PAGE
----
Safe Harbor Day

We have our momentary influences. Momentary inspirations. Often, combinations of seemingly unrelated inputs, joined at once, produce… well, produce something.

Our writing class prompt from a fellow student was the following:

I am inspired by This I Believe, are lots of examples of topics to choose from.
For our writing exercise, I suggest 250 words, which is the word limit for a letter to The Olympian.

Your writing can be fanciful, satirical,absurd, and/or satirical (like Jonathon Swift’s “A Modest Proposal”, where one solution to the challenge of poverty would be to eat the children of the poor. (!) Or it could be serious. Though come to think of it, Swift was making a serious point, and now I’m even more intrigued by his approach. In my case, I want to plumb my feelings/confusions/questions that are surfacing about the reality of racism. (Maybe I’ll take a Swift approach? I doubt I’d have the focus, skill, and courage to do that but that is a possibility out there for the taking.)

Anything is fair game!And thanks for being so game!

Well, that was a broad choice of topics and styles. Then, another student suggested, just because I think he liked it, that we listen to this unexpected amalgam performance:

J.S. Bach: Brandenburg Concerto No. 3; Paul Simon (Arr. Colin Jacobsen): American Tune

As I considered a topic upon which to write, I found that it was “Safe Harbor Day” in the USA. An arcane bit of presidential electoral college mumbo jumbo that never has really mattered before, but apparently is yet another ignore-at-your-peril step toward realizing a de-Trumpifed inevitability. A step that I will choose to embrace – against all good sense – as a turning point toward better days.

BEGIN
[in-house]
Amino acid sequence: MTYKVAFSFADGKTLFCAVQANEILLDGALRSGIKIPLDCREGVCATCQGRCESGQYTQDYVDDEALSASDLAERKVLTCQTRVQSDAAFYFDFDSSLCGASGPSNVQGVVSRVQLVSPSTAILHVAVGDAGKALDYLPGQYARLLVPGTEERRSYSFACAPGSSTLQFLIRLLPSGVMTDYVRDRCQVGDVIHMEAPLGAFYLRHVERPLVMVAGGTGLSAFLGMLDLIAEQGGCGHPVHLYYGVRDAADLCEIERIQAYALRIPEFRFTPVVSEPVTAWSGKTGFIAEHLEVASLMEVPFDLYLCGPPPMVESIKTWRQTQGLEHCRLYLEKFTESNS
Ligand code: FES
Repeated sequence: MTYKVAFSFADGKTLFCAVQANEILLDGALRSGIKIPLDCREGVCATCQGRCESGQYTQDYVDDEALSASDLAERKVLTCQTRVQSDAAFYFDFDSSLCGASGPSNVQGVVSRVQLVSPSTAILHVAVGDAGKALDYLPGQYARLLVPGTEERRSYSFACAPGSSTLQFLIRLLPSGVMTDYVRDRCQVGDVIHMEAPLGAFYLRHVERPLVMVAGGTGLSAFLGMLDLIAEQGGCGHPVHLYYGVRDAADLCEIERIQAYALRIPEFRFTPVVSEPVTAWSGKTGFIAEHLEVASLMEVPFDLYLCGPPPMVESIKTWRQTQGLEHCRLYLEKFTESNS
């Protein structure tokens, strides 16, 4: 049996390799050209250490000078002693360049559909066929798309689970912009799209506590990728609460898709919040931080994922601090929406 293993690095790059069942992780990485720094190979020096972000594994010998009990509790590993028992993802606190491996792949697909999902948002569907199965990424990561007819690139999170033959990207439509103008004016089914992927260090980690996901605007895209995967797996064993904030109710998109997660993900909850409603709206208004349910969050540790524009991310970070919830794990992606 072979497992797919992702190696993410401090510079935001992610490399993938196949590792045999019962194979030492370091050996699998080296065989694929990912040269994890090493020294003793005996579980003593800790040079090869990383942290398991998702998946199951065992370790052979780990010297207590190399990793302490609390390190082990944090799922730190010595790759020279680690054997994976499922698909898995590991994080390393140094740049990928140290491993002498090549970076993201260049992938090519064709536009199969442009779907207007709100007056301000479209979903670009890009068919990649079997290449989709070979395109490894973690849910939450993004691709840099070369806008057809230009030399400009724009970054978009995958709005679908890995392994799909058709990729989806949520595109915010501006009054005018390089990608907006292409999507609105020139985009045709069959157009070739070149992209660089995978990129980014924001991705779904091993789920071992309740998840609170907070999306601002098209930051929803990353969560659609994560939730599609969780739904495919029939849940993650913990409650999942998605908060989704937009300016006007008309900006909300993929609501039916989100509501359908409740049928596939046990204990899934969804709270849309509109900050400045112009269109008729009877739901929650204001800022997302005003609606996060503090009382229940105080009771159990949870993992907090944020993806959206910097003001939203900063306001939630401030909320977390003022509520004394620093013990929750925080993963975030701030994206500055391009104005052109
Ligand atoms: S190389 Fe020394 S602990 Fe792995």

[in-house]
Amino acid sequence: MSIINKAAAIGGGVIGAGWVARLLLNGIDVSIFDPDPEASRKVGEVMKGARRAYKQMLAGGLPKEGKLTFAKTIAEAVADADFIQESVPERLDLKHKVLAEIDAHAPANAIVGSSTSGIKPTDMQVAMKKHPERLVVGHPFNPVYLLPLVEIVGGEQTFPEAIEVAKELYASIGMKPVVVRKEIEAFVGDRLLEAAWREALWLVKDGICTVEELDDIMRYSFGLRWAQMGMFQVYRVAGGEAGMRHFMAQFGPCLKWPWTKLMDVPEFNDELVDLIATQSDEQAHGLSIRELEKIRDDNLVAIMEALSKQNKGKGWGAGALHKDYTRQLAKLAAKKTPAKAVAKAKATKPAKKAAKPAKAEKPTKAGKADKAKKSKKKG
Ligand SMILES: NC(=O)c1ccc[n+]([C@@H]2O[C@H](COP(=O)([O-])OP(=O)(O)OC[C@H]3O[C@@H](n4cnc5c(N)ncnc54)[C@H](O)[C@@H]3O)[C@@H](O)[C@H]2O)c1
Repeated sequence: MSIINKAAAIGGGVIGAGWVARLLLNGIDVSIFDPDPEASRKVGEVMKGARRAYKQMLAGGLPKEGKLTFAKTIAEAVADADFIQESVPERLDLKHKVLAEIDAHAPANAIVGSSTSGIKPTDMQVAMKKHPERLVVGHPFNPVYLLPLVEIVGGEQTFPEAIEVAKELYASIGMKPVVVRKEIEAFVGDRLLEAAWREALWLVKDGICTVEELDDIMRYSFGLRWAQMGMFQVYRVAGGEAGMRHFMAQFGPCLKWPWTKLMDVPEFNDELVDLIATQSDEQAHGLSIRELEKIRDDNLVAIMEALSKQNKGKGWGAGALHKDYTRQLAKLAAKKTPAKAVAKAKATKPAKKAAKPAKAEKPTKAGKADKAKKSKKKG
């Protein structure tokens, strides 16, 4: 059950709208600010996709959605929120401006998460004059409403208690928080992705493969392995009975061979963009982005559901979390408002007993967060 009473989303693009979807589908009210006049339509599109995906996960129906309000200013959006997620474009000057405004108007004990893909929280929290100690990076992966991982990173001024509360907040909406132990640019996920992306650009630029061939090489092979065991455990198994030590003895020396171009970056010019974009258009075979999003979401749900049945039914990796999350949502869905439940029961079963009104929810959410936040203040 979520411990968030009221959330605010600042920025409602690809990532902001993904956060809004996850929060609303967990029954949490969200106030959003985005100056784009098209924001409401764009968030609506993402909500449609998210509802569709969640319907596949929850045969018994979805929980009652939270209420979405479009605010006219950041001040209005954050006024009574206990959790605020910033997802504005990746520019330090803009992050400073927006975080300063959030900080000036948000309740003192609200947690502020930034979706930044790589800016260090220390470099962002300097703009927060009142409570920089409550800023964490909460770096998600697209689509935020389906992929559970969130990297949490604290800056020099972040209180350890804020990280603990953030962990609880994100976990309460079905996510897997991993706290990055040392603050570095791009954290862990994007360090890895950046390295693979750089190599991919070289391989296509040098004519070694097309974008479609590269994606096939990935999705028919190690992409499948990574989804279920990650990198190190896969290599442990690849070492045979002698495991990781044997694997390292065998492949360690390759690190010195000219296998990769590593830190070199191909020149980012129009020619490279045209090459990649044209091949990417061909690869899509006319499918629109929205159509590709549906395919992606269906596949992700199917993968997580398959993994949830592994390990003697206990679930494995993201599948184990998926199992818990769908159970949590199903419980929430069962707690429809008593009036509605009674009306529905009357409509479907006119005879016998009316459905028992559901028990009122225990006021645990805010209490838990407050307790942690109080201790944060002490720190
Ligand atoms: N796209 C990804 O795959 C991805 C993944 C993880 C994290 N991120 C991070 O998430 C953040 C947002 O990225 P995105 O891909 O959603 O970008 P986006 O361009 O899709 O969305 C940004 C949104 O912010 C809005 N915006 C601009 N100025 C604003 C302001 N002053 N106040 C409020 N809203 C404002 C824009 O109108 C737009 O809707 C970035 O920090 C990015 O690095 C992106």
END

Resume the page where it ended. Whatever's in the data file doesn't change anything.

COVID is killing more than ever. A high percentage of my fellow citizens are either crazy, hungry, angry, or all three. But perhaps, just perhaps, we can slow down, if you are as fortunate as I, and grab hold of a little hope with a little poetry.

“Letter to the Editor”

It’s all over.

It really is.

All over but the screaming

The whining

The madness.

All over but the tears.

All over but the tears. And the tears.

Now …  let’s let those tears heal those tears.[1]


Turn to beauty.

To the Bachs. JS, Johann Christian, Carl Phillip Emanuel. All of them.

To Paul Simon’s “American Tune.”

To Da Vinci, Michelangelo, and Van Gogh.

Let’s turn to truth.

To Keats and Whitman

Newton and Lavoisier.

Let’s spend our time in the company of those

Whose greatness

And whose goodness

We can bathe.

Breathe deeply.

Let’s begin again.

[1] First tears is pronounced “teers” and second “tares.”

3 thoughts on “Safe Harbor Day

  1. It’s a good thing to be able to look beyond even when the horizon is in the distance.

    Mary Jo as expected tested positive.


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